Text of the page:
DENVER — District Court Judge C. Scott Crabtree issued an order this morning allowing Denver County Clerk Debra Johnson to continue issuing same-sex marriage licenses despite a request from Attorney General John Suthers for an emergency injunction that would have stopped her.
Johnson began issuing same-sex marriage licenses last week after another ruling, from Boulder District Court Judge Andrew Hartman, found that Boulder County Clerk Hillary Hall could not be stopped from issuing same-sex marriage licenses despite Suthers’s concerns that she was violating the public’s faith in the rule of law by doing so.
Crabtree disagreed with the Attorney General’s position, calling Hall’s activity an act of civil disobedience and comparing her to historical civil rights leaders. Hall has issued more than 100 marriage licenses to same-sex couples despite court proceedings that left a kind of “wait and see” sticker on pro-marriage equality decisions until a final ruling comes down from the U.S. Supreme Court.
“Justice delayed is justice denied,” said attorney Mari Newman, who is representing several same-sex couples in the federal case to overturn same-sex marriage bans in states like Colorado and who filed an objection to Suthers’s request. “There is an absolute tidal wave of legal decisions across Colorado and across the nation saying that these discriminatory laws violate the constitution.”
Used to legal variability, same-sex couples rushed to Johnson’s Denver office when she began issuing the licenses. Pamela Thiele and her partner of 13 years, Lauren Fortmiller, were the last to get a license on Thursday, the first day they were available.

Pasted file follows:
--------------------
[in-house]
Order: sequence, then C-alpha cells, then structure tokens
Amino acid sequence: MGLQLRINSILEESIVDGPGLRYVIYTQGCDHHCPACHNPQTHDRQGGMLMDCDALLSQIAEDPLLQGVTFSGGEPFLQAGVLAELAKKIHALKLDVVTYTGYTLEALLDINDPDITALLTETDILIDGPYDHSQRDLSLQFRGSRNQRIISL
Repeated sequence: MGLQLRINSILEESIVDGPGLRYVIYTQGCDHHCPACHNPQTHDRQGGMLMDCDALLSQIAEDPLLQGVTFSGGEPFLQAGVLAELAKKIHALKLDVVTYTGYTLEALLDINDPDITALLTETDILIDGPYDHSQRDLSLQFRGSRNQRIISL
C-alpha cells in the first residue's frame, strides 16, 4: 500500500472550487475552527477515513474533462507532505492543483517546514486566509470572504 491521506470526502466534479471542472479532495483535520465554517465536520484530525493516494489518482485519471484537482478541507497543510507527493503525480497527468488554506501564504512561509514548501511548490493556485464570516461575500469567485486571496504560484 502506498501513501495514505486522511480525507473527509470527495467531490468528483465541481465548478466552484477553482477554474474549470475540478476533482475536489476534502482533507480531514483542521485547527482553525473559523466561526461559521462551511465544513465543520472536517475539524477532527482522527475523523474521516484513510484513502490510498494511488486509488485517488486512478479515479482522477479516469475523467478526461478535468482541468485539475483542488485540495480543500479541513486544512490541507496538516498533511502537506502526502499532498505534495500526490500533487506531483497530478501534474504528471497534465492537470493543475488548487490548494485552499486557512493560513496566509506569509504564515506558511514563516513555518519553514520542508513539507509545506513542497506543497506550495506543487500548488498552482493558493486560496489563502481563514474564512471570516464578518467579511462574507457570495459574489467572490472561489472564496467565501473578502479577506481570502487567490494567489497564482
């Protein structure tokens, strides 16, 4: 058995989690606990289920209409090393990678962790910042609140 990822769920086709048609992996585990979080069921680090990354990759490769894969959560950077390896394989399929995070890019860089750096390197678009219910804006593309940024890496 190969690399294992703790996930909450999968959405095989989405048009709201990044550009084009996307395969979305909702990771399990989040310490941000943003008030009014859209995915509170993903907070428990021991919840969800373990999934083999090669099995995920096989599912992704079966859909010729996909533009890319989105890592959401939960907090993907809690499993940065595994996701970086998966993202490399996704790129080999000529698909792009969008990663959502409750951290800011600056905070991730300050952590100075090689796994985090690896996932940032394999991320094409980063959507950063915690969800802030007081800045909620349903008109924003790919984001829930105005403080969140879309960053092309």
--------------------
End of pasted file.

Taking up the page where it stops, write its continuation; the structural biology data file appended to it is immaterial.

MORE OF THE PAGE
The couple was in a movie when the news was announced, but said they found a deluge of texts and emails waiting for them as the credits rolled.
“We ran several blocks and finally made it, we were the last ones,” said Thiele. “Things change so fast I really wanted to get one the day they opened.”
It’s unclear if the Suthers will continue to defend the state’s same-sex marriage ban or request a third injunction against Pueblo Clerk Bo Ortiz, who began issuing the licenses on Friday. The Attorney General’s office did not return calls requesting comment today.
No matter what legal course the Attorney General charts, said Newman, the question of marriage equality is effectively out of the state’s hands and pretty much decided.
“To say the writing’s on the wall doesn’t even capture it,” she said. “The battle has been lost. Suthers is wasting taxpayer money and perpetuating injustice by defending these unconstitutional laws.”
* Update: The AG’s office has now appealed the decisions finding the state’s marriage ban unconstitutional directly to the Colorado Supreme court, instead of the court of appeals, saying they want to resolve the matter quickly.
“The State is also asking the Colorado Supreme Court to help provide clarity and uniformity to the state’s officials, county clerks, and citizens, who deserve better than the chaotic legal uncertainty last week’s events have given them,” reads the release.
[Ben Hauth, left, and partner Jason Woodrich, right, pose with their marriage license at Denver Clerk Debra Johnson’s office, Thursday. Hauth and Woodrich were the first male couple to receive a license in Denver. Photo by Tessa Cheek.]
Correction: The first version of this article misstated the judge who delivered the ruling on Boulder Clerk Hillary Hall’s activities. That judge was Andrew Hartman of the Boulder District Court.